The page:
I haven't tried these characters before, but please give it a shot, and let me know what you think of it! Thanks!!



It was strange, wearing a uniform again. It was stiff. He wouldn't have thought about it a few years ago, but his recent months as a civilian had opened him up to comforts and luxuries he had never previously been allowed. He straightened the brim of his hat as his footsteps clicked against the sidewalk. It had also opened him up to loss, heartbreak and chaos. He drew himself up and saluted a fellow officer as he passed, his chiseled face hardening. That was why he had come back. Here, there was no chaos--only structure, discipline. Here was an existence that did not require heart.

The California sun shone brightly down on the green front lawn of the naval base. He strode purposefully the straight sidewalk that was flanked by perfectly-trimmed hedges and two rows of palm trees. He could smell the salt on the air, could hear the seagulls distantly calling.

He approached the double glass doors and the two guards saluted him.

"Captain Wolfe, sir."

"Gentlemen," he answered, his voice deep and quiet. Crisply, one guard opened the door for him. He stepped inside, turned left and immediately took of his hat, tucking it under his arm. Swiftly, he strode down the hall and stopped in front of a desk where a secretary sat.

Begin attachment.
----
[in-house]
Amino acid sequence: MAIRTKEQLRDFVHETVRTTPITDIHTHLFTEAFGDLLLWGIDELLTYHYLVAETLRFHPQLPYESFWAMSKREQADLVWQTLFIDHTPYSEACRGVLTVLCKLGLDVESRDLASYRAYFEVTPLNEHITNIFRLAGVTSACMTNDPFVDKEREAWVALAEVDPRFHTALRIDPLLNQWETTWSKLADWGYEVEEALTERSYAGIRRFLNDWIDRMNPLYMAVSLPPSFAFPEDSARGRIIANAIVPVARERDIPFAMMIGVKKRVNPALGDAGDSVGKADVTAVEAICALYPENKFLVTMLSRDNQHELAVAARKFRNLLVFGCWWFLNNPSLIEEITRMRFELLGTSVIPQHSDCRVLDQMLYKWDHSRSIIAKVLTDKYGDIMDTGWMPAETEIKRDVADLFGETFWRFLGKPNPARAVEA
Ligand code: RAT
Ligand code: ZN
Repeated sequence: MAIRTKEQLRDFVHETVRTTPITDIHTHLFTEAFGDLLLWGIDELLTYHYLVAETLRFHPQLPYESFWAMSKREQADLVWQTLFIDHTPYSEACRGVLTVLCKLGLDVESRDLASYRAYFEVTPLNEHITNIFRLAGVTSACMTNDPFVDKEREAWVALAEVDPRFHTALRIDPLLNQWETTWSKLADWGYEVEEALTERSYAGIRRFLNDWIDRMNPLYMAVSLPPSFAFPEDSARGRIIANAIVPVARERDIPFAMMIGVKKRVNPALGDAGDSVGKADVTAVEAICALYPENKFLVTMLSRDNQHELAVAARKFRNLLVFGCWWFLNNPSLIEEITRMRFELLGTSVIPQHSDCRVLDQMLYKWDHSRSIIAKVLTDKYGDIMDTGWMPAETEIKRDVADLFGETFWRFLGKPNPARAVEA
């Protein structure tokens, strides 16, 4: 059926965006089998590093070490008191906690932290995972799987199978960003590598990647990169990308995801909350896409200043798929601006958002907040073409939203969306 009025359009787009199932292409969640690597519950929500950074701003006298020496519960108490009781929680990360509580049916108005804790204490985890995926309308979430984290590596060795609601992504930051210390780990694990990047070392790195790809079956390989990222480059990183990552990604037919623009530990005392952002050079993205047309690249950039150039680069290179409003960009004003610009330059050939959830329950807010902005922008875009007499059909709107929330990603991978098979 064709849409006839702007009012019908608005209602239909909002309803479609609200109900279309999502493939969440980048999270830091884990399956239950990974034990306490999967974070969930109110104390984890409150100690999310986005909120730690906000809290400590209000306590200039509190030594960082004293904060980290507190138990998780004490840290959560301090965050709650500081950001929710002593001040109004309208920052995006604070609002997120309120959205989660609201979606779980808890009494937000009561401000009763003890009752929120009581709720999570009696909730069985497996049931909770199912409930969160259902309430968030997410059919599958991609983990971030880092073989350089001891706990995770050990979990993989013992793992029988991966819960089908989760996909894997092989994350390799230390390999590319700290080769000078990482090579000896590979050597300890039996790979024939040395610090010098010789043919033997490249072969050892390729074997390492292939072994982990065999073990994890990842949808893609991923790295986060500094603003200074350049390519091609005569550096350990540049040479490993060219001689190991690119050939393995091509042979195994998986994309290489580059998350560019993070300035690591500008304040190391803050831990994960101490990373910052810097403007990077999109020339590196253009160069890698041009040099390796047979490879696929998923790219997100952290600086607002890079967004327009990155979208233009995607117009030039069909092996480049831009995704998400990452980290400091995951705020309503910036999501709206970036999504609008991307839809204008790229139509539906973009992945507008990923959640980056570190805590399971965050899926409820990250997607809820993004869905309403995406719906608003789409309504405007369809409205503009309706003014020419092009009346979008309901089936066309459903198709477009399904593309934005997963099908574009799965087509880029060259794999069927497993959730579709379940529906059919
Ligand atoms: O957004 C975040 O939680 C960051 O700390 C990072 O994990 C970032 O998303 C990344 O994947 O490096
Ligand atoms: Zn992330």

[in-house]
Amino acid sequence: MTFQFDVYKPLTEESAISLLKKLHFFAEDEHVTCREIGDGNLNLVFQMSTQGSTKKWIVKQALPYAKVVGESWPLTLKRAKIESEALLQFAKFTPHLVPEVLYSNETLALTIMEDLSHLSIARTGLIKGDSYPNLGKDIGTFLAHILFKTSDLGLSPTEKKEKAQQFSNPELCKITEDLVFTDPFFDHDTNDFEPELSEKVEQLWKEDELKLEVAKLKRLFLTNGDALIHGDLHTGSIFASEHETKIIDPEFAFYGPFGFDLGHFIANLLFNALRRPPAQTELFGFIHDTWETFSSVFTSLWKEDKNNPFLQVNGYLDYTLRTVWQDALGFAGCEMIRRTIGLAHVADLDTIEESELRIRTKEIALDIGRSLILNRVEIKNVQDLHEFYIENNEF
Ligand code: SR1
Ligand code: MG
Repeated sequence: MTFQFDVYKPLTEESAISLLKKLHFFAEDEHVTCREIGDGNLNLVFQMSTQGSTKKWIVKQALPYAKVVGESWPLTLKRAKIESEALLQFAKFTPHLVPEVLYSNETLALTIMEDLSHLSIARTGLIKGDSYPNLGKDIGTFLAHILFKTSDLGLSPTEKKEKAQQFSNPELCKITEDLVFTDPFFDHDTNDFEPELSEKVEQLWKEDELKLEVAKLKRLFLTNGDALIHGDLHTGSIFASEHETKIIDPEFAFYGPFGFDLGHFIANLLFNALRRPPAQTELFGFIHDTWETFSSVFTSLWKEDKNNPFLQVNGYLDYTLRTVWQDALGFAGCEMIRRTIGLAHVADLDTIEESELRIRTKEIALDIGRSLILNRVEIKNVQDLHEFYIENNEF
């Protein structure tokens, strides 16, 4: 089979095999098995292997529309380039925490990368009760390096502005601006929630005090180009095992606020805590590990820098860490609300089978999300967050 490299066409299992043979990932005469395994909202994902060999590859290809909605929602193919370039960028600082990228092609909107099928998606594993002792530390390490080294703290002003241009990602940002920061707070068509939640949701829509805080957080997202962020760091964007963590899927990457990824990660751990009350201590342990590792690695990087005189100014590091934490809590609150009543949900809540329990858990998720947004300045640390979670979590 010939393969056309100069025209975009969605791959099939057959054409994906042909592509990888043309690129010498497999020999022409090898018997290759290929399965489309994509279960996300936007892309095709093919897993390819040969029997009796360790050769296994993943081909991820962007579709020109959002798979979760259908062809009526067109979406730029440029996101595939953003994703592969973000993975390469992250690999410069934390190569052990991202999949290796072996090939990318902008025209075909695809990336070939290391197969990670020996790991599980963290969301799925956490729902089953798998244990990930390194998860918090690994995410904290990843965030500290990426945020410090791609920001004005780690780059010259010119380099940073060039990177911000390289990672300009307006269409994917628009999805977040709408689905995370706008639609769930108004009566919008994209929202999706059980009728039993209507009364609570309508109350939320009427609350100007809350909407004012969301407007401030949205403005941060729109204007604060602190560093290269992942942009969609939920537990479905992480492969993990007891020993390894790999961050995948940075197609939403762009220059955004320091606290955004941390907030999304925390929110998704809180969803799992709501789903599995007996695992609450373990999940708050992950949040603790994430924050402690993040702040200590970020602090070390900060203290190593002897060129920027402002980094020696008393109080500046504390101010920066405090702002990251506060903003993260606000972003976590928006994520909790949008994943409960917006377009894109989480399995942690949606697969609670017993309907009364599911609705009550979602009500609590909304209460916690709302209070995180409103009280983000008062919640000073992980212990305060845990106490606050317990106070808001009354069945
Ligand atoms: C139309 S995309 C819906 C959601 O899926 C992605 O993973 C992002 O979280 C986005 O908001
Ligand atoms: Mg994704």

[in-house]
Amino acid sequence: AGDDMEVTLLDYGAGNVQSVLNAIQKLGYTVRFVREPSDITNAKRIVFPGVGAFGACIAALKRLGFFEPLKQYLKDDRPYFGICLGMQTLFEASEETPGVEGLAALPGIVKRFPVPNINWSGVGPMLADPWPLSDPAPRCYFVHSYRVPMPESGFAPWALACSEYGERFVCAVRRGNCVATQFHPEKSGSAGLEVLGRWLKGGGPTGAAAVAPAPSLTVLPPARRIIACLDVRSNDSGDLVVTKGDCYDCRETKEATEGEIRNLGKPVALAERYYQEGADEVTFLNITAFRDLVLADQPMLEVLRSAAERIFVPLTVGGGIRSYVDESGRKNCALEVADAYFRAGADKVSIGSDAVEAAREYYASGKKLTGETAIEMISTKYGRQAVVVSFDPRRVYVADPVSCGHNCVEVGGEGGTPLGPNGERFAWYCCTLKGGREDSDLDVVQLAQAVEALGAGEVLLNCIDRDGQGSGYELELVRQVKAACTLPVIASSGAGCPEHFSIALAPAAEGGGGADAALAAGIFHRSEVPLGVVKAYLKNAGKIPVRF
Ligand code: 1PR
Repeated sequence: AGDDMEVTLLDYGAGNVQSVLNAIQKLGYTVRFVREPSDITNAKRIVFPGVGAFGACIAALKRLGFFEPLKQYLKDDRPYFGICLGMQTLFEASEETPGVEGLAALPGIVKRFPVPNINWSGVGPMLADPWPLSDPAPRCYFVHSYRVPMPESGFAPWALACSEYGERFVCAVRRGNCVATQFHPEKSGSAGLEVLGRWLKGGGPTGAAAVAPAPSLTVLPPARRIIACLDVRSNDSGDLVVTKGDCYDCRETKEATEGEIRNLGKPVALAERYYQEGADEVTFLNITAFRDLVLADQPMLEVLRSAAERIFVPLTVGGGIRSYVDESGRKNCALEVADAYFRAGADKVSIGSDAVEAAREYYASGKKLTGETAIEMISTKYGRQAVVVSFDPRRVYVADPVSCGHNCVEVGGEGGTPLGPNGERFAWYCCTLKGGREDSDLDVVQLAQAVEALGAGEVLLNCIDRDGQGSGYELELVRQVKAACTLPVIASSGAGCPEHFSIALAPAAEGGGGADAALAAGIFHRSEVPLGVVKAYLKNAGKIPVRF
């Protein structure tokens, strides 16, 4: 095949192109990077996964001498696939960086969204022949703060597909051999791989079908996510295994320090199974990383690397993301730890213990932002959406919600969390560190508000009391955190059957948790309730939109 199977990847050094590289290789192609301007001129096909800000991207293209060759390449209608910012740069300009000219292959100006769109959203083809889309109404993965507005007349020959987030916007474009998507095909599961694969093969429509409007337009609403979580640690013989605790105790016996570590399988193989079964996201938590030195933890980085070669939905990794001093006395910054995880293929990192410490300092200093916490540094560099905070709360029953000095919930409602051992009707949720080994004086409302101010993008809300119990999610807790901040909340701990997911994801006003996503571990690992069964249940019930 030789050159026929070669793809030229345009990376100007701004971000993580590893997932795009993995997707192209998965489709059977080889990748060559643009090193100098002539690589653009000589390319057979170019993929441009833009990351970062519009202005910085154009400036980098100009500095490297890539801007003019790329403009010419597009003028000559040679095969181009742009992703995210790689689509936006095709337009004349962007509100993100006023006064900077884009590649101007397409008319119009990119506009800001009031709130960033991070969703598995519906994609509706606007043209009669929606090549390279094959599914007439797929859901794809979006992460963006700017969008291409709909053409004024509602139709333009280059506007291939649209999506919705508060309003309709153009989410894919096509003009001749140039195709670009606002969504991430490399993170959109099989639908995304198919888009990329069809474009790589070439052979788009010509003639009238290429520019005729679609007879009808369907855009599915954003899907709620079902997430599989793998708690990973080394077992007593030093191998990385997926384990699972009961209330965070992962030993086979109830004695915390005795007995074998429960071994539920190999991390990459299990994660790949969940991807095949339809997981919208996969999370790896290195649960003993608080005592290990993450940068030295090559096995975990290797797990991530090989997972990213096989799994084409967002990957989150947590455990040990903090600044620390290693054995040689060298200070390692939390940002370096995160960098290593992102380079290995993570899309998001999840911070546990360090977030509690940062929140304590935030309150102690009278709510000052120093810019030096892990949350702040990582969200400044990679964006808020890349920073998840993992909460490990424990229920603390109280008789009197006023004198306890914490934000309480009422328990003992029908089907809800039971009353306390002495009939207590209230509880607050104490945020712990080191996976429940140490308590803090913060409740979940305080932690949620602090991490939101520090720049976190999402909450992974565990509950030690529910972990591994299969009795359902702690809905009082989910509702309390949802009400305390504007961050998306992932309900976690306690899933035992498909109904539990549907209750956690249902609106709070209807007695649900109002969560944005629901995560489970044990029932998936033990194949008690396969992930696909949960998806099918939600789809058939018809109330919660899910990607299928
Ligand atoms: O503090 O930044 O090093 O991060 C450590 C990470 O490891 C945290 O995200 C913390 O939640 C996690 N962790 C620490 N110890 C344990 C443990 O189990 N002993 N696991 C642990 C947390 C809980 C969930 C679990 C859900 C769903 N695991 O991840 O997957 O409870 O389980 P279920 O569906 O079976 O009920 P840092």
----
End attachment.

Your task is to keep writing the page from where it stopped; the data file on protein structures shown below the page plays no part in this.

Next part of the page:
"I'm here to see Admiral Bryant."

The secretary glanced up and smiled.

"He's expecting you, Captain. You may go in."

"Thank you," he answered, his expression never moving. He stepped past her to a plain white door, reached out a broad, scarred hand and turned the knob.

A mustached man in his late fifties rose from behind his wide desk with a smile. He had a rugged, sea-weathered face with deep wrinkles between his eyebrows. His once dark hair was mostly silver now, but his blue eyes were bright.

"Shane! Good to see you again!" He rounded his desk and extended his hand. When Shane gripped it, the other man squeezed. Shane now made himself smile. Nowadays, such an action had to be thought through--it was no longer natural.

"Hello, Admiral."

"I have to tell you how glad I am to have you with us again." The Admiral's joviality faded somewhat. "Though I'm sincerely sorry that it couldn't have been under better circumstances."

Shane glanced down.

"Thank you, sir," he said simply, and fell silent. The Admiral cleared his throat.

"Well, make yourself comfortable."

Shane did so by setting his hat down on a chair, then drawing himself up again. The Admiral smiled briefly, then spoke, leaning back against his desk and crossing his arms.

"I know you're just come back to us two months ago, but I wanted you to have a shot at this before anyone else did."

Shane's brow furrowed, but he waited. Bryant went on.

"If I'm not mistaken, you were assigned to part of the Plummer case some years back, correct?"